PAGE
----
Spielberg and DreamWorks Energize the Magic Machine Anew
By MICHAEL CIEPLY and BROOKS BARNES
UNIVERSAL CITY, Calif. — In the perfect little town of Paradise, Ohio, a pretty-faced new kid has a crush on the sweet blonde who is showing him around. By the way, the kid is also a space alien, on the run from some other aliens who are anything but pretty.
After two years in the throes of a financial restructuring, Steven Spielberg and his DreamWorks Studios are back with some typically Spielbergian stuff. And they are starting the next round with the sort of fanciful, scary, sometimes heartwarming movies they know best — and their new distribution ally, Walt Disney Studios, needs most.
The inaugural film from the revamped DreamWorks, “I Am Number Four,” with those hormonal teenagers and nasty aliens — and a heavy “Twilight” element — is set for release on Disney’s Touchstone banner on Feb. 18. Mr. Spielberg is not expected to take a credit on the film, remaining in his executive role. But neither is he taking chances with the first in a string of movies that will inevitably have investors, business allies and the audience watching for his trademark screen magic.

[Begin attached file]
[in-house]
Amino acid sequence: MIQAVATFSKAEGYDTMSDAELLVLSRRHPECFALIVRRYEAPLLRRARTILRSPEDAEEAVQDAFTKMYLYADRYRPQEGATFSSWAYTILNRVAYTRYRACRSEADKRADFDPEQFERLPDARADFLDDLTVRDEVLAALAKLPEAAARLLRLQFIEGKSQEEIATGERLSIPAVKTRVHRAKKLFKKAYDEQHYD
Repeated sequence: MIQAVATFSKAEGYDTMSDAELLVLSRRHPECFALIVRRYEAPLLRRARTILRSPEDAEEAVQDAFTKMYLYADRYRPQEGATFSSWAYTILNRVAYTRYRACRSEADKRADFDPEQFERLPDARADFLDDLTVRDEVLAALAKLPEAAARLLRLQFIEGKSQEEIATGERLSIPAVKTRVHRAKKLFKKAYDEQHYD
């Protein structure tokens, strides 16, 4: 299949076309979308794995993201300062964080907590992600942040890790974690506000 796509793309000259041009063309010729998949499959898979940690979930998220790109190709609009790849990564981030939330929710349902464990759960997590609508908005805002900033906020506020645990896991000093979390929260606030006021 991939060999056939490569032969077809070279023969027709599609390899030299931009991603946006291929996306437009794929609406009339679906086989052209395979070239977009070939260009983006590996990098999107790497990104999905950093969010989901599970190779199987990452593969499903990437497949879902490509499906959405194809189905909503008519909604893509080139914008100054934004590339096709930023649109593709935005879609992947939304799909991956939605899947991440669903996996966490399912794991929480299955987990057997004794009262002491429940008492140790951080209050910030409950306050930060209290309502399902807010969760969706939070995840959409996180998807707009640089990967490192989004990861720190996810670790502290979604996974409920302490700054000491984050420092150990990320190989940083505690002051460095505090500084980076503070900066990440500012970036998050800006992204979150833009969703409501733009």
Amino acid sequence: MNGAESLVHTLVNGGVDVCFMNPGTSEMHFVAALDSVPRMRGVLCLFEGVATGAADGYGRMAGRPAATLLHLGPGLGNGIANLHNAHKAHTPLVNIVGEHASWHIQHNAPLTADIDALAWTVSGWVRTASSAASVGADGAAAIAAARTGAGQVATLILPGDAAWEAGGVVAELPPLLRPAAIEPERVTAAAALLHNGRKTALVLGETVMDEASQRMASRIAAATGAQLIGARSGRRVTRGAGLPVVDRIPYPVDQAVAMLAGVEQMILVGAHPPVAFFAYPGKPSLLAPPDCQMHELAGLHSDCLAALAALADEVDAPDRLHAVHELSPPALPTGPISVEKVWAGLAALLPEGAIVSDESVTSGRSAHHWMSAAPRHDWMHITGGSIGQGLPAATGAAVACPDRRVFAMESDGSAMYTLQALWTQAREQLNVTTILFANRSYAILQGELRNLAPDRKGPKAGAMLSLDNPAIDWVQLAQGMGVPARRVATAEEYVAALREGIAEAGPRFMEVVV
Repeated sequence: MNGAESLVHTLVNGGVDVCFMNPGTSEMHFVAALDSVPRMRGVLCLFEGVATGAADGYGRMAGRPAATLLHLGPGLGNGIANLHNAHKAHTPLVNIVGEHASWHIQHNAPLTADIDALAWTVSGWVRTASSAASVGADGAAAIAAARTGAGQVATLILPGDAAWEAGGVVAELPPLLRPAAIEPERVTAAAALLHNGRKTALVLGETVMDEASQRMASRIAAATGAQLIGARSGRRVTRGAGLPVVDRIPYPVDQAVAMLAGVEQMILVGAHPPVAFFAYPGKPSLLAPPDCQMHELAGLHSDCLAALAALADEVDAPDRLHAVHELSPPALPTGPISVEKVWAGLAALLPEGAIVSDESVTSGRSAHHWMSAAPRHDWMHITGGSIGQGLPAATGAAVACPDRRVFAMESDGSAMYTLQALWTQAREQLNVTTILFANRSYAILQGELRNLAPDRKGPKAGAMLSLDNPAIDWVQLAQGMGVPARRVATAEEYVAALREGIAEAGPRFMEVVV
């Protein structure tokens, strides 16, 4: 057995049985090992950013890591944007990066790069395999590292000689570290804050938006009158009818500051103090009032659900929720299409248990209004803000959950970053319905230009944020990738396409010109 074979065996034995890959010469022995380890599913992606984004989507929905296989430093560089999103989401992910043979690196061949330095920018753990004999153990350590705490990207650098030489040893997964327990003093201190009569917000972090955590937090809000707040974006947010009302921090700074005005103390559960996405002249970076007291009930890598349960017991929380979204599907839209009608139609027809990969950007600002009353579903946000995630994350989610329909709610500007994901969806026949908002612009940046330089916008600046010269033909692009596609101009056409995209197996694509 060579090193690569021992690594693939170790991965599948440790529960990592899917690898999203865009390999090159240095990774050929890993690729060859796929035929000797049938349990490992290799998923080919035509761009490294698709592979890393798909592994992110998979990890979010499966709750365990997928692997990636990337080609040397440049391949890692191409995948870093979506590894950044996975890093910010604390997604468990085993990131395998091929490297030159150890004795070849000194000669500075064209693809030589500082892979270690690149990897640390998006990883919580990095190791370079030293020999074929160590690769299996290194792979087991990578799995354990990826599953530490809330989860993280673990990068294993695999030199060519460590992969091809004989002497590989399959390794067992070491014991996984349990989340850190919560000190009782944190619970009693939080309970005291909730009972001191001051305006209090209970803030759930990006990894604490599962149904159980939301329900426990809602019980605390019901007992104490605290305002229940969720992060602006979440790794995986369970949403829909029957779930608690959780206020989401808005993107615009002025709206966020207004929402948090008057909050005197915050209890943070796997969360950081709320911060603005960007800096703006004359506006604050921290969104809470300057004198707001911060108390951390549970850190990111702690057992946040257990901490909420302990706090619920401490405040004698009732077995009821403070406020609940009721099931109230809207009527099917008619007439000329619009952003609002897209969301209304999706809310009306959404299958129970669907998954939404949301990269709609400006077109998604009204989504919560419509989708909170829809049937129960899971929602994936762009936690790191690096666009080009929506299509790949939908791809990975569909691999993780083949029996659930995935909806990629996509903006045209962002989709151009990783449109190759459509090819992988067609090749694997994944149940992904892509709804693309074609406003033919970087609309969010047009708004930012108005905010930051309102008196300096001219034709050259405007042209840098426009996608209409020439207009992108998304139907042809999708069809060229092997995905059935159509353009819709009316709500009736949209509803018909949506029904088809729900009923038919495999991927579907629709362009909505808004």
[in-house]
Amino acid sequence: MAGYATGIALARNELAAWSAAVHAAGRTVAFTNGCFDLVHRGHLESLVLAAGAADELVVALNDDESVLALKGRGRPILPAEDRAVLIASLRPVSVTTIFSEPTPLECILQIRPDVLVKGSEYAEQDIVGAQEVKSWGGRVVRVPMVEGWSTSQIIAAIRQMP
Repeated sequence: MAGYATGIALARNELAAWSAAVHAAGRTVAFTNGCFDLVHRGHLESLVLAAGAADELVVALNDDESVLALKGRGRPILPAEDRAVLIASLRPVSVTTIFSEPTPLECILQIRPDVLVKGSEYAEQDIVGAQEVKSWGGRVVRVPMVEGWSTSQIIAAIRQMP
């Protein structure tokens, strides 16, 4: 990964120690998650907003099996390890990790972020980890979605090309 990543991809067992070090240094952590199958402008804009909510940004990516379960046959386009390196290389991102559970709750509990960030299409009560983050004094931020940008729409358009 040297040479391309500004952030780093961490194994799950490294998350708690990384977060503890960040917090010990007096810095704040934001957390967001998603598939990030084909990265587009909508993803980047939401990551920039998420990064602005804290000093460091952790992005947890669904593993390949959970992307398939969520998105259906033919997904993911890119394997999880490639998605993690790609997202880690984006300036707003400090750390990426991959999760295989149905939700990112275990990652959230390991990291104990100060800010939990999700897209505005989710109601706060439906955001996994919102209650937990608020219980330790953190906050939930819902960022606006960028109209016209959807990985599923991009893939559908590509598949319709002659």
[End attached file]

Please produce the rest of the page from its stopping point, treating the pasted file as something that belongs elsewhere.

“There’s a lot of him in there,” said Marti Noxon, who is among the writers of “I Am Number Four,” and is perhaps best known for her work on the television series “Buffy the Vampire Slayer.” More than once, said Ms. Noxon, she found herself laboring with Mr. Spielberg in a conference room in his adobe-style complex on the Universal Studios lot here in an effort to get the teenagers and aliens just right.
DreamWorks — now owned by Mr. Spielberg and Stacey Snider, with financial backing from Reliance Big Entertainment of India and distribution via Disney — carefully picked the release date. It is the kind of winter slot that has been good to popcorn fare like “Paul Blart: Mall Cop,” which generated over $183 million at the global box office last year, and “Percy Jackson and the Olympians: The Lightning Thief,” which took in $226.4 million in February.
The director of “I Am Number Four,” D. J. Caruso, gave DreamWorks a pair of PG-13 hits, “Disturbia” and “Eagle Eye,” during its unhappy tenure as a partner of Paramount Pictures. The producer is Michael Bay, who mixed teenagers and space creatures for DreamWorks and Paramount in the blockbuster “Transformers” series. In an e-mail, Mr. Bay said he brought the project to Mr. Spielberg, whom he described as a “mentor and friend.”